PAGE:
• hydrogel;
  • photoinduced polymerization;
  • polypeptide;
  • glutamic acid;
  • poly(ethylene glycol);
  • protein release;
  • insulin;
  • lysozyme;
  • albumin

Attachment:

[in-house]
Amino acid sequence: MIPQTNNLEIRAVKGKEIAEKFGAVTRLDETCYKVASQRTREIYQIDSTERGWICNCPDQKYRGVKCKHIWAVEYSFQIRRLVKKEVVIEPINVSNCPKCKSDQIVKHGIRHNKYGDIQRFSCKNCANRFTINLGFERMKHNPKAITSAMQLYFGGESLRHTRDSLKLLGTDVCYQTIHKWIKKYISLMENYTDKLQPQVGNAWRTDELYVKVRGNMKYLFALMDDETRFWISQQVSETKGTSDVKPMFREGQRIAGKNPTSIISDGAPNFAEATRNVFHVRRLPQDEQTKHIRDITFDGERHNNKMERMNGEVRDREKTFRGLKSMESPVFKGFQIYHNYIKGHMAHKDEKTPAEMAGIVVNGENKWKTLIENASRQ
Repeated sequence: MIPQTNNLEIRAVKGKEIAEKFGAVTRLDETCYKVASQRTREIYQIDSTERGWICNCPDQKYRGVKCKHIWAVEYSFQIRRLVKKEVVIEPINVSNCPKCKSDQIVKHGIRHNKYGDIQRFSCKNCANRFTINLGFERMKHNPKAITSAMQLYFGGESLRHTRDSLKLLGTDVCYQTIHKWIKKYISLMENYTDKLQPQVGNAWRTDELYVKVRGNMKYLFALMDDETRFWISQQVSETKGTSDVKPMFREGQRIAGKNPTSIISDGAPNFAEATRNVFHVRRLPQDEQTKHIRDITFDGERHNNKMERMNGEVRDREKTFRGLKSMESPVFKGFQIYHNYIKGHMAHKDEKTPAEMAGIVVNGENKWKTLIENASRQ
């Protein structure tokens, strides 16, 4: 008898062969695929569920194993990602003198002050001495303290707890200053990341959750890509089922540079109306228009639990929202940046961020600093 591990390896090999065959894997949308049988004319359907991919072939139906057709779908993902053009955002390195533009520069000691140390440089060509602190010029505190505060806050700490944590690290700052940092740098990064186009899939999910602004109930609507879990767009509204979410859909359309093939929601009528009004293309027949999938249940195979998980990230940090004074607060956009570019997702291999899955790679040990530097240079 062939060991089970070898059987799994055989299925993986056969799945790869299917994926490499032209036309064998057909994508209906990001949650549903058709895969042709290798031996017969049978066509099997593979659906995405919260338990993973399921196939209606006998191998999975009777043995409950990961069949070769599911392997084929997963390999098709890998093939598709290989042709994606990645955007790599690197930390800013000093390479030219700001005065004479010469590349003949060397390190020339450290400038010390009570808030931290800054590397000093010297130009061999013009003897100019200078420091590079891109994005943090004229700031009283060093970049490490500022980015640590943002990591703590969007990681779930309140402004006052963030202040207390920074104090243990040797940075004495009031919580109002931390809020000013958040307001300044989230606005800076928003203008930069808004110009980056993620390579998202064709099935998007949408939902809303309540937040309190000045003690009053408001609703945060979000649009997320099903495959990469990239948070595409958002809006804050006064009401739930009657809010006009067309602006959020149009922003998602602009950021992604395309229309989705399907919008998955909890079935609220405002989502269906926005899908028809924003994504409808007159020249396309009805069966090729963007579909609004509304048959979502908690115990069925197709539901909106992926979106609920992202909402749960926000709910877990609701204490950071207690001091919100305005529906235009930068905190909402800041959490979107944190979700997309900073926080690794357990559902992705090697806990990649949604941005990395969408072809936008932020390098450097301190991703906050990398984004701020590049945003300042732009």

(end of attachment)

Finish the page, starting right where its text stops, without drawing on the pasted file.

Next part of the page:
A class of new biodegradable hydrogels based on poly(ethylene glycol) methacrylate-graft-poly(glutamic acid) and poly(ethylene glycol) dimethacrylate was synthesized by photoinduced polymerization. Because all the polymeric constituents were highly hydrophilic, crosslinking could be performed in aqueous solutions. This type of crosslinked hydrogel was prepared by modifying a select number of acidic side-groups on poly(glutamic acid) with poly(ethylene glycol) methacrylate. These modified chains were then crosslinked in the presence of poly(ethylene glycol) dimethacrylate under a photoinduced polymerization at a wavelength of 365 nm. Swelling experiments were conducted to study the crosslinking density, pH-responsive behavior, and degradation of the hydrogel. Results showed that the degree of swelling of this type of hydrogels increased as the crosslinker concentration (or density) was reduced. Because of the presence of acidic side chains on poly(glutamic acid), swelling behavior was found to be pH-responsive, increasing at high pH in response to the increase in the amount of ionized acidic side chains. The degradation rate of these hydrogels also varied with pH. More rapid degradation was observed under stronger alkaline conditions because of the hydrolysis of the ester bonds between the crosslinker and the polymer backbone. Practically useful degradation rates could be achieved for such hydrogels under physiological conditions. Drug release rates from these hydrogels were found to be proportional to the protein molecular weight and the crosslinker density; increasing at lower protein molecular weight or crosslinker density. The preliminary findings presented in this article suggest that this class of biodegradable hydrogels could be an attractive avenue for drug delivery applications. The specific photoinduced crosslinking chemistry used would permit hydrogels to be synthesized in existence of the entrapped macromolecular drugs including peptides, proteins, and cells. In addition, the rapid feature of this polymerization procedure along with the ability to perform hydrogel synthesis and drug loading in an aqueous environment would offer great advantages in retaining drug activity during hydrogel synthesis. © 2002 Wiley Periodicals, Inc. J Biomed Mater Res 62: 14–21, 2002